Considering the Benefits of Homework

There have been discussion everywhere I have turned recently about the benefits of homework. This is a topic that has intrigued me as well as of late because I really have yet to decide how I feel about it. (For those interested here are some links to studies on homework which generally question its effectiveness. [1] [2] [3] [4])

The big question I always wonder about, for those questioning the benefit of homework or rejecting it all together, is what do you count as homework?

I don’t currently give specific worksheets to be completed nightly at home, but I do have some activities my students do at home.

  • Science Fair Experiment – they have time for some of the write up in class
  • Watching instructional videos (flipped videos) or taking notes at home after a lecture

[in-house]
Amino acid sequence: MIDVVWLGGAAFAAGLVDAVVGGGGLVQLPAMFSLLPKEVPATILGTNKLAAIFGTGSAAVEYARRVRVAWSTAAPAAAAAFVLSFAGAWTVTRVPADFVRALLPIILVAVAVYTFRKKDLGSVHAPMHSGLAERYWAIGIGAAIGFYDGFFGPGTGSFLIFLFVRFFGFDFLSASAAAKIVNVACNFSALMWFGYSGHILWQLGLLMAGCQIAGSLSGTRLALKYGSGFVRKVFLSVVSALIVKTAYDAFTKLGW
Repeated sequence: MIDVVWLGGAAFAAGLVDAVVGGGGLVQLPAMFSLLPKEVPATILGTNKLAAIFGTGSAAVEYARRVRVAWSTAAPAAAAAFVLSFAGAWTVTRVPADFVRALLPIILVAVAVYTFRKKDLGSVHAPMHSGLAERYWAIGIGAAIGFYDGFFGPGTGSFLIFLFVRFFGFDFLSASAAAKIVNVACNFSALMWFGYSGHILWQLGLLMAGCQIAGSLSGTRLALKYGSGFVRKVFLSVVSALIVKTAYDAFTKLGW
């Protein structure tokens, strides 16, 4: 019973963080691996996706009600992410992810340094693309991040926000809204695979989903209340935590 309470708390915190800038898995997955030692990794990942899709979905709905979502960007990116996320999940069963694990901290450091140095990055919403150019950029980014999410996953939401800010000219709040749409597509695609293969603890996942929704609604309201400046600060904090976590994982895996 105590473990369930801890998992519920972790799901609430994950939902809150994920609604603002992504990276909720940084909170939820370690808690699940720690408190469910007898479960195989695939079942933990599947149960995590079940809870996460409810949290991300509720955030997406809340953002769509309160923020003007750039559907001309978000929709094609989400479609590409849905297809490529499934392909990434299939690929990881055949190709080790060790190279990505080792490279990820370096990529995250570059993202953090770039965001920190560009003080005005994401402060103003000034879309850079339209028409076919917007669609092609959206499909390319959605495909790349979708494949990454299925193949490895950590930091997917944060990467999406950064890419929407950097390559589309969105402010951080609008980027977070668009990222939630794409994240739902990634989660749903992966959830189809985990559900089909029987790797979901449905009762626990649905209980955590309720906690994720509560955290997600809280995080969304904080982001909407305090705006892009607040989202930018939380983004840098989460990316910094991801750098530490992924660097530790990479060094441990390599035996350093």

• Class activities that stretch into homework

If homework is generally ineffective, would these count as homework?

  • There is certainly an argument for changing how we do science fair, but that’s for another day.
  • I could move the flipped videos or notes copying to be during class time, but that sort of takes away form their purpose of giving me more time to work with students individually in class.
  • I could give even more extension activities for my students who complete work quickly so the others can have more time to finish in class, but I don’t think that would target the motivation issues that cause some of the students to take longer.

Am I doing a disservice to my students by having these activities at home?

Should I just be structuring at homework to be more student interest exploration rather than specific assignments?

Should I just have my students to leave class with an empty homework box in their planners each day?

I am not sure, but my biggest struggle is the question of whether there is a difference between homework as worksheets to be completed independently and what I currently have my students do.

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